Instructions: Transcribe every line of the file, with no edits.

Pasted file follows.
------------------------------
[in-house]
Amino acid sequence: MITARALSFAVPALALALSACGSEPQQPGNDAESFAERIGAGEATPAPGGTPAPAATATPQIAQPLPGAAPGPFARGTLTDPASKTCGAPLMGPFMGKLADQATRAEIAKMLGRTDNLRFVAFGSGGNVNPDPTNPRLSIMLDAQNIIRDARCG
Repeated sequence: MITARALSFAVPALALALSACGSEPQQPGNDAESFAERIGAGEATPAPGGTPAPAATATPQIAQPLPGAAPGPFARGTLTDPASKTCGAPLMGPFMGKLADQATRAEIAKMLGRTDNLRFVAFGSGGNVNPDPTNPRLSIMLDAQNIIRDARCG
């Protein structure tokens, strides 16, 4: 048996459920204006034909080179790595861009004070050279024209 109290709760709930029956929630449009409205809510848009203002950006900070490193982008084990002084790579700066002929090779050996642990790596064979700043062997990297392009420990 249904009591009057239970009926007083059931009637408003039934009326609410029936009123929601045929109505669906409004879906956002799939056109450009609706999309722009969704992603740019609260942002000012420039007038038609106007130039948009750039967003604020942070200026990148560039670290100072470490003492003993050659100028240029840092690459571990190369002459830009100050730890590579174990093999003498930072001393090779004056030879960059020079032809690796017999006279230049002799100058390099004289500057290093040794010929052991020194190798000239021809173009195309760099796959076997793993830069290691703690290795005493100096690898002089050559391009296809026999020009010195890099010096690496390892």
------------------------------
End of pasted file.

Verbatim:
[in-house]
Amino acid sequence: MITARALSFAVPALALALSACGSEPQQPGNDAESFAERIGAGEATPAPGGTPAPAATATPQIAQPLPGAAPGPFARGTLTDPASKTCGAPLMGPFMGKLADQATRAEIAKMLGRTDNLRFVAFGSGGNVNPDPTNPRLSIMLDAQNIIRDARCG
Repeated sequence: MITARALSFAVPALALALSACGSEPQQPGNDAESFAERIGAGEATPAPGGTPAPAATATPQIAQPLPGAAPGPFARGTLTDPASKTCGAPLMGPFMGKLADQATRAEIAKMLGRTDNLRFVAFGSGGNVNPDPTNPRLSIMLDAQNIIRDARCG
């Protein structure tokens, strides 16, 4: 048996459920204006034909080179790595861009004070050279024209 109290709760709930029956929630449009409205809510848009203002950006900070490193982008084990002084790579700066002929090779050996642990790596064979700043062997990297392009420990 249904009591009057239970009926007083059931009637408003039934009326609410029936009123929601045929109505669906409004879906956002799939056109450009609706999309722009969704992603740019609260942002000012420039007038038609106007130039948009750039967003604020942070200026990148560039670290100072470490003492003993050659100028240029840092690459571990190369002459830009100050730890590579174990093999003498930072001393090779004056030879960059020079032809690796017999006279230049002799100058390099004289500057290093040794010929052991020194190798000239021809173009195309760099796959076997793993830069290691703690290795005493100096690898002089050559391009296809026999020009010195890099010096690496390892």